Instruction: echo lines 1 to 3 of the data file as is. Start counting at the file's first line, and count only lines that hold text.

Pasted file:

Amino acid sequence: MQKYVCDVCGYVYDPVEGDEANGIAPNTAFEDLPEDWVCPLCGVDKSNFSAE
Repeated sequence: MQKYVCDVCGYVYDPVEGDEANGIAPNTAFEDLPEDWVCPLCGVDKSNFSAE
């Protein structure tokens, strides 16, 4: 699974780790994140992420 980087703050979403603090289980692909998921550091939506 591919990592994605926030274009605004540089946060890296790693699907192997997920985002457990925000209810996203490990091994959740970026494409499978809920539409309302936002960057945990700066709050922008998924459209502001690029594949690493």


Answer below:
Amino acid sequence: MQKYVCDVCGYVYDPVEGDEANGIAPNTAFEDLPEDWVCPLCGVDKSNFSAE
Repeated sequence: MQKYVCDVCGYVYDPVEGDEANGIAPNTAFEDLPEDWVCPLCGVDKSNFSAE
């Protein structure tokens, strides 16, 4: 699974780790994140992420 980087703050979403603090289980692909998921550091939506 591919990592994605926030274009605004540089946060890296790693699907192997997920985002457990925000209810996203490990091994959740970026494409499978809920539409309302936002960057945990700066709050922008998924459209502001690029594949690493």